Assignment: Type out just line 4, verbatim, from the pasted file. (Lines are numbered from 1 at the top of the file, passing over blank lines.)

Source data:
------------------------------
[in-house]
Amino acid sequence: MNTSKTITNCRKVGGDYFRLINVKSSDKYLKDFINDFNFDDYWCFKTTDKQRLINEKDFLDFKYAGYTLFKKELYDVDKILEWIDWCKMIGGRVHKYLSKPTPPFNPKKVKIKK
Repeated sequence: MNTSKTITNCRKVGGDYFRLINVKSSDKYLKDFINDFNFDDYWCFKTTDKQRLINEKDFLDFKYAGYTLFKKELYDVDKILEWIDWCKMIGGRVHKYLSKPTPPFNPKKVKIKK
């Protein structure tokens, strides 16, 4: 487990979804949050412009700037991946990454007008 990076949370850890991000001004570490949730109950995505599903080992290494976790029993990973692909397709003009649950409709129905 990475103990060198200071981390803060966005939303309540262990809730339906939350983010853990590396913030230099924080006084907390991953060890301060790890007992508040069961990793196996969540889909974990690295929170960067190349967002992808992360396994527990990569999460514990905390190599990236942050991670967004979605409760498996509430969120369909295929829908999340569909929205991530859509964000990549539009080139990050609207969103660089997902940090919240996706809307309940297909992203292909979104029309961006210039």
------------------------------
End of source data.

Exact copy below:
């Protein structure tokens, strides 16, 4: 487990979804949050412009700037991946990454007008 990076949370850890991000001004570490949730109950995505599903080992290494976790029993990973692909397709003009649950409709129905 990475103990060198200071981390803060966005939303309540262990809730339906939350983010853990590396913030230099924080006084907390991953060890301060790890007992508040069961990793196996969540889909974990690295929170960067190349967002992808992360396994527990990569999460514990905390190599990236942050991670967004979605409760498996509430969120369909295929829908999340569909929205991530859509964000990549539009080139990050609207969103660089997902940090919240996706809307309940297909992203292909979104029309961006210039």